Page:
Scots college heats campus by with sewage power scheme

Russ Burton, CEO of SHARC Energy Systems in the new plant with energy minister Fergus Ewing. Photo: Rob Gray
Russ Burton, CEO of SHARC Energy Systems in the new plant with energy minister Fergus Ewing. Photo: Rob Gray
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The UK’s first ever heat from sewage scheme is being launched in the Borders.

The Scottish Borders Campus is the first place in the UK to sign up for it.

Backed by investment from Equitix and the UK Green Investment Bank, the SHARC heat recovery system intercepts waste water from a sewer close to the local treatment works operated by Scottish Water.

The system uses a heat pump to amplify the natural warmth of waste water and the heat produced is being sold to Borders College under a 20-year purchase agreement, producing savings in energy, costs and carbon emissions.

The system now provides around 95 per cent of the heat needed by the Galashiels campus and does not impact on the normal operation of the local waste water network.

Russ Burton, CEO of SHARC Energy Systems, said: “We are delighted to see the first UK installation of the SHARC system up and running at Borders College. This has been an extremely important project for us in the UK and Europe, and we have seen a lot of interest in the system elsewhere.”

Scottish Water Horizons, a subsidiary of the public utility, which supports the development of a sustainable economy in Scotland, has played a key role in turning the project into reality.

Alan Scott, Scottish Water’s Finance Director, said: “Every day, Scottish Water provides customers with a massive 1.34 billion litres of drinking water, before collecting and treating 847 million litres of waste water. From industrial use to tourism, renewable energy and heating systems, Scotland’s vast water resources offer tremendous opportunities for added economic benefit.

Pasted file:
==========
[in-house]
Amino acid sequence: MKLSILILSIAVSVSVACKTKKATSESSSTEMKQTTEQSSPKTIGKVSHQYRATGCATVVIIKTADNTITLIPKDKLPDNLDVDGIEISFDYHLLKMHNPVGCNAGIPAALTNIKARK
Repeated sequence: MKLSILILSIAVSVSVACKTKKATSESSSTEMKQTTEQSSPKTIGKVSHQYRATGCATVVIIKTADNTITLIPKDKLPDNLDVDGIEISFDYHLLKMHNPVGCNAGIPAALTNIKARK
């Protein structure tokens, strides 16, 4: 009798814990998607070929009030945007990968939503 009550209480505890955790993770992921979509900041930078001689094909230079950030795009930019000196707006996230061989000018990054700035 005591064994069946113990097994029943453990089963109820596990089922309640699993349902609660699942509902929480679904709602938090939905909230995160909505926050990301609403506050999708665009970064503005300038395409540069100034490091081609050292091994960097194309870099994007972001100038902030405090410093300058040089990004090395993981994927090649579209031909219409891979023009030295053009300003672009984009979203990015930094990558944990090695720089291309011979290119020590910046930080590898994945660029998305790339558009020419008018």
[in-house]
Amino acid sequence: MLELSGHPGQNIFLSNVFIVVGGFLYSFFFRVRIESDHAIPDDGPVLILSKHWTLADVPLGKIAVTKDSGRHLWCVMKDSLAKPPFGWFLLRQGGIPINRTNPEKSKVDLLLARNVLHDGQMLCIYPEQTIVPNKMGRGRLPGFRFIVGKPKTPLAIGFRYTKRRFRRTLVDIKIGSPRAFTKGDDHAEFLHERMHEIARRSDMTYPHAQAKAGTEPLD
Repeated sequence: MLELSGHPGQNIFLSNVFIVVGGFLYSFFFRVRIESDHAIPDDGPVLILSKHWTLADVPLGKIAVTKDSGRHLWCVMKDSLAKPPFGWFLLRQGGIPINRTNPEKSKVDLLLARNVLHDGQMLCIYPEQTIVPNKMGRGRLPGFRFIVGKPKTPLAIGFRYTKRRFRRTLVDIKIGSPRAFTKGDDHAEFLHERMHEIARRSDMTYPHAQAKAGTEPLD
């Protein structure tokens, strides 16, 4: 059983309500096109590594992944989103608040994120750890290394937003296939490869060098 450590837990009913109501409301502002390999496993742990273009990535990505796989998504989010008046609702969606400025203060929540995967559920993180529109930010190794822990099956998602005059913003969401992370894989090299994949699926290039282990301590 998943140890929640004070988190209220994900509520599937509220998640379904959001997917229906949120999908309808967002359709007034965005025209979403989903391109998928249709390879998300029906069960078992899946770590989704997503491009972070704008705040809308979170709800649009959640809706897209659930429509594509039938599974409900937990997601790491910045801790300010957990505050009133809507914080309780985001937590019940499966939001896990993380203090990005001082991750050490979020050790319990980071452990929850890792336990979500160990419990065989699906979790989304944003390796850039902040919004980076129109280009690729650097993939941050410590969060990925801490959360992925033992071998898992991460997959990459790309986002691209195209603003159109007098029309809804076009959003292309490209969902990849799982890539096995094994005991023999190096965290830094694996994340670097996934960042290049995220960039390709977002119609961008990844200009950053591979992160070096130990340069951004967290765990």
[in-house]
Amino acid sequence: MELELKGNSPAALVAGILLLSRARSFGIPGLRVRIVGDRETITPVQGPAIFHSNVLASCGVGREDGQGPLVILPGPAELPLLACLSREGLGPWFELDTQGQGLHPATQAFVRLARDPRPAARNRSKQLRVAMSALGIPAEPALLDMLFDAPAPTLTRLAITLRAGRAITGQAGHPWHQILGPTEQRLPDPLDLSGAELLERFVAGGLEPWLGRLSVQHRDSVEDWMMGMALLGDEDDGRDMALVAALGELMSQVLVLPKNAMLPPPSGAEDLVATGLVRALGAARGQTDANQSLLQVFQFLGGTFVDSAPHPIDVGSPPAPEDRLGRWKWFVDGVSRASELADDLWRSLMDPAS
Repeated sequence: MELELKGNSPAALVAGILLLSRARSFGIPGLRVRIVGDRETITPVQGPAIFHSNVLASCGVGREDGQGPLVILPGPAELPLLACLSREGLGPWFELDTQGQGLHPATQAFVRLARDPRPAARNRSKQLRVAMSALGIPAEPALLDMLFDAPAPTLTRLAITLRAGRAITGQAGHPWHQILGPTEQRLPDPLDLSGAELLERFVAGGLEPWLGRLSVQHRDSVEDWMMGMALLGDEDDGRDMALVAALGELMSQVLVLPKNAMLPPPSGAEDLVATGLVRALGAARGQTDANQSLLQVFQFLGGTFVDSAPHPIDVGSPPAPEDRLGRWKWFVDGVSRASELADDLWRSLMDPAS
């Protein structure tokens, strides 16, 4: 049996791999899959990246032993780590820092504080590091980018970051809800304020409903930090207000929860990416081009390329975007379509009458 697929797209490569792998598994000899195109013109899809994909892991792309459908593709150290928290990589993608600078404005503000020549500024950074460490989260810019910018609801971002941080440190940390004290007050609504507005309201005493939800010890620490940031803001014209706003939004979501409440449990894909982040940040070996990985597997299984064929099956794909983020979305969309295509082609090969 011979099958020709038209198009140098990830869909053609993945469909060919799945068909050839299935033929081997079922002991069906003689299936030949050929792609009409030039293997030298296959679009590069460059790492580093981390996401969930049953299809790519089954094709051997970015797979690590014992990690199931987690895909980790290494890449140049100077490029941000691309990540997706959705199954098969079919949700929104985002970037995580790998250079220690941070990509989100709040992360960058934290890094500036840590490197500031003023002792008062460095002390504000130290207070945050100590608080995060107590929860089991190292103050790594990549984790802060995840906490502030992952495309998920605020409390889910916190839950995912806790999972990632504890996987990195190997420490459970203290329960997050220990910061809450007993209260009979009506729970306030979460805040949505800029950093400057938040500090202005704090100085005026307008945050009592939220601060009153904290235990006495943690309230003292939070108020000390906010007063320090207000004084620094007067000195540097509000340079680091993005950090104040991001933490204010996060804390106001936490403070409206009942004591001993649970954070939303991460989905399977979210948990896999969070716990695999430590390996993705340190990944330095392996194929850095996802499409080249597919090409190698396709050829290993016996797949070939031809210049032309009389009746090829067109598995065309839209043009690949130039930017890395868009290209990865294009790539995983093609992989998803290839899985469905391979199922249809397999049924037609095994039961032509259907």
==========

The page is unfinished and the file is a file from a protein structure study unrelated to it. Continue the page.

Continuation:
“The UK’s first sewage to heat scheme in Galashiels is an excellent example of how water resources can be harnessed and maximised, furthering the development of Scotland’s low carbon economy.

“With 32,000 miles of sewer pipes throughout Scotland, we’re exploring the potential for this approach to be replicated at other locations, offering further environmental and heating cost benefits.

“This initiative builds on our work to use Scotland’s water resources to help generate renewable energy, through the likes of hydro power schemes, helping to reduce costs and build an increasingly sustainable Scotland.”

Energy Minister Fergus Ewing said: “Heat is estimated to account for over half of Scotland’s total energy use and is responsible for nearly half of our greenhouse gas emissions.

“The move towards low carbon and renewable heat offers enormous potential to boost Scotland’s economic growth while providing affordable warmth by exploiting the opportunity for more productive use of energy for heating and cooling from a range of sources.

Pete Smith, Vice Principal – Finance and Resources, said that SHARC was the front runner in all renewable heating options.

“This solution goes a long way to meeting our own carbon-reduction targets, while offering long-term price certainty and offering a good degree of local control. It’s fantastic that we are now at the stage of ‘going-live’ and we look forward to a continuing long-term partnership with the SHARC Team.”